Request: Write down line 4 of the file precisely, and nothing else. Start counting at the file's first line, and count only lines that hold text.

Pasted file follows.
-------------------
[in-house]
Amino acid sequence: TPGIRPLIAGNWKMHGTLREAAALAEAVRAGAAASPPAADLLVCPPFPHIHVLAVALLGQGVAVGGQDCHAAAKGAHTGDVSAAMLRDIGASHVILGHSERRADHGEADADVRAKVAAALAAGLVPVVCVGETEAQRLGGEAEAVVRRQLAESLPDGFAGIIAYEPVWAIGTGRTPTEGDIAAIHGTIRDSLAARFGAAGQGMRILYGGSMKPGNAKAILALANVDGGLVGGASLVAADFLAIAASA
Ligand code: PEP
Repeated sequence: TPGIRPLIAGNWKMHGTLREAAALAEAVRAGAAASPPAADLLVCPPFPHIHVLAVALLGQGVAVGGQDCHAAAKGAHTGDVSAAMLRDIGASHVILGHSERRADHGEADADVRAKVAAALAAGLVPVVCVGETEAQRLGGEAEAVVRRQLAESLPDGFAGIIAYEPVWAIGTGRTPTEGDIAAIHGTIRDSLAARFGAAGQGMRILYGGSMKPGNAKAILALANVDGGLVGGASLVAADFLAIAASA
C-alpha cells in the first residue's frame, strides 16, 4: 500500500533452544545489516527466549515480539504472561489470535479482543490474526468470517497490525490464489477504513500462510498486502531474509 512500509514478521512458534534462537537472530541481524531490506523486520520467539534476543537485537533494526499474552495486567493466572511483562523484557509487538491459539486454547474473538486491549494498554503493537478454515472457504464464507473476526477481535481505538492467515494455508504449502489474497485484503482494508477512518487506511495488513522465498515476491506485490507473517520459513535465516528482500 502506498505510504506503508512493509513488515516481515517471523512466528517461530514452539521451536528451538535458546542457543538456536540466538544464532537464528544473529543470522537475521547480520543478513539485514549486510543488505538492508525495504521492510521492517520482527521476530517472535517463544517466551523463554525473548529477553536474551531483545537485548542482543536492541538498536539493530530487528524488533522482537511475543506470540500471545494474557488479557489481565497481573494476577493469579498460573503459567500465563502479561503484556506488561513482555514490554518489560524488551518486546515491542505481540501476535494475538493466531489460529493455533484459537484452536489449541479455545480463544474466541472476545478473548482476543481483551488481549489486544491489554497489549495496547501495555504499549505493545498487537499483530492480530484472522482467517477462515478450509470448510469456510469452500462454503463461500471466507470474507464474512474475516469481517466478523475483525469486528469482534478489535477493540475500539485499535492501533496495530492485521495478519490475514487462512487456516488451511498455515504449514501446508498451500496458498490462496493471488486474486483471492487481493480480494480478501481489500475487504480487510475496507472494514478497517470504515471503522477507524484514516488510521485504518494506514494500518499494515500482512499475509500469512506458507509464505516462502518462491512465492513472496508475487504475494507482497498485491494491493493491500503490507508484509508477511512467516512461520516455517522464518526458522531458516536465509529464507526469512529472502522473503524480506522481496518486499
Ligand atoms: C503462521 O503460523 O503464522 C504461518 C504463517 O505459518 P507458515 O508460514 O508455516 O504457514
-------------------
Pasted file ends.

Repeated sequence: TPGIRPLIAGNWKMHGTLREAAALAEAVRAGAAASPPAADLLVCPPFPHIHVLAVALLGQGVAVGGQDCHAAAKGAHTGDVSAAMLRDIGASHVILGHSERRADHGEADADVRAKVAAALAAGLVPVVCVGETEAQRLGGEAEAVVRRQLAESLPDGFAGIIAYEPVWAIGTGRTPTEGDIAAIHGTIRDSLAARFGAAGQGMRILYGGSMKPGNAKAILALANVDGGLVGGASLVAADFLAIAASA